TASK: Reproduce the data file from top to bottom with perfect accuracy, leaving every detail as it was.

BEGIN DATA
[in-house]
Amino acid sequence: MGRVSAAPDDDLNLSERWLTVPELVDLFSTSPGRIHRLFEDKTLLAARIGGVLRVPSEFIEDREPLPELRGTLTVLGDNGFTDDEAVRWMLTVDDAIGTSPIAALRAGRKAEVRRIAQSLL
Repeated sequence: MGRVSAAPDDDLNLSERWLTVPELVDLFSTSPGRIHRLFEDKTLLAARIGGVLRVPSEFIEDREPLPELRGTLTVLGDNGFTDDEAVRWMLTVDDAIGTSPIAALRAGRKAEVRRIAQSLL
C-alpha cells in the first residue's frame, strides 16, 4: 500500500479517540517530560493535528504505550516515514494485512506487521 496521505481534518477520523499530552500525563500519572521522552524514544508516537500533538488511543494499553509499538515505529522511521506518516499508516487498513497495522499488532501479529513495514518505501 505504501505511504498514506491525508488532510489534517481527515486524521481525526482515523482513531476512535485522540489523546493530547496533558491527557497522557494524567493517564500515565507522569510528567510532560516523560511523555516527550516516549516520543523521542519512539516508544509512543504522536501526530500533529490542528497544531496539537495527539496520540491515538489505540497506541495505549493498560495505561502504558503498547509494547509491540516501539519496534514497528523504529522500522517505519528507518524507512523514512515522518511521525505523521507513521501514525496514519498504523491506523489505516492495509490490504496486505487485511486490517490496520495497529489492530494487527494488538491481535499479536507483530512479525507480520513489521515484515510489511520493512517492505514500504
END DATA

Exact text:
[in-house]
Amino acid sequence: MGRVSAAPDDDLNLSERWLTVPELVDLFSTSPGRIHRLFEDKTLLAARIGGVLRVPSEFIEDREPLPELRGTLTVLGDNGFTDDEAVRWMLTVDDAIGTSPIAALRAGRKAEVRRIAQSLL
Repeated sequence: MGRVSAAPDDDLNLSERWLTVPELVDLFSTSPGRIHRLFEDKTLLAARIGGVLRVPSEFIEDREPLPELRGTLTVLGDNGFTDDEAVRWMLTVDDAIGTSPIAALRAGRKAEVRRIAQSLL
C-alpha cells in the first residue's frame, strides 16, 4: 500500500479517540517530560493535528504505550516515514494485512506487521 496521505481534518477520523499530552500525563500519572521522552524514544508516537500533538488511543494499553509499538515505529522511521506518516499508516487498513497495522499488532501479529513495514518505501 505504501505511504498514506491525508488532510489534517481527515486524521481525526482515523482513531476512535485522540489523546493530547496533558491527557497522557494524567493517564500515565507522569510528567510532560516523560511523555516527550516516549516520543523521542519512539516508544509512543504522536501526530500533529490542528497544531496539537495527539496520540491515538489505540497506541495505549493498560495505561502504558503498547509494547509491540516501539519496534514497528523504529522500522517505519528507518524507512523514512515522518511521525505523521507513521501514525496514519498504523491506523489505516492495509490490504496486505487485511486490517490496520495497529489492530494487527494488538491481535499479536507483530512479525507480520513489521515484515510489511520493512517492505514500504